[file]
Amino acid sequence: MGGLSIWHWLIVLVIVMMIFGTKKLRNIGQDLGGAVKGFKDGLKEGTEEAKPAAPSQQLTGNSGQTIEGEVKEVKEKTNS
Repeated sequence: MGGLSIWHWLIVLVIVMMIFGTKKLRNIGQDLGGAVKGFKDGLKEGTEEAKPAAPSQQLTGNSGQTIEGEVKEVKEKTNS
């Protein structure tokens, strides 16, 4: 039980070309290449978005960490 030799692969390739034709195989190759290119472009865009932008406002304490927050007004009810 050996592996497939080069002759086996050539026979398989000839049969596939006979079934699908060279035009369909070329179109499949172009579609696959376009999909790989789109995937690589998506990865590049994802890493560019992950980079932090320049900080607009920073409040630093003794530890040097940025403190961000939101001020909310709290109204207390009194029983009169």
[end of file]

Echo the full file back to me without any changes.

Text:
Amino acid sequence: MGGLSIWHWLIVLVIVMMIFGTKKLRNIGQDLGGAVKGFKDGLKEGTEEAKPAAPSQQLTGNSGQTIEGEVKEVKEKTNS
Repeated sequence: MGGLSIWHWLIVLVIVMMIFGTKKLRNIGQDLGGAVKGFKDGLKEGTEEAKPAAPSQQLTGNSGQTIEGEVKEVKEKTNS
């Protein structure tokens, strides 16, 4: 039980070309290449978005960490 030799692969390739034709195989190759290119472009865009932008406002304490927050007004009810 050996592996497939080069002759086996050539026979398989000839049969596939006979079934699908060279035009369909070329179109499949172009579609696959376009999909790989789109995937690589998506990865590049994802890493560019992950980079932090320049900080607009920073409040630093003794530890040097940025403190961000939101001020909310709290109204207390009194029983009169």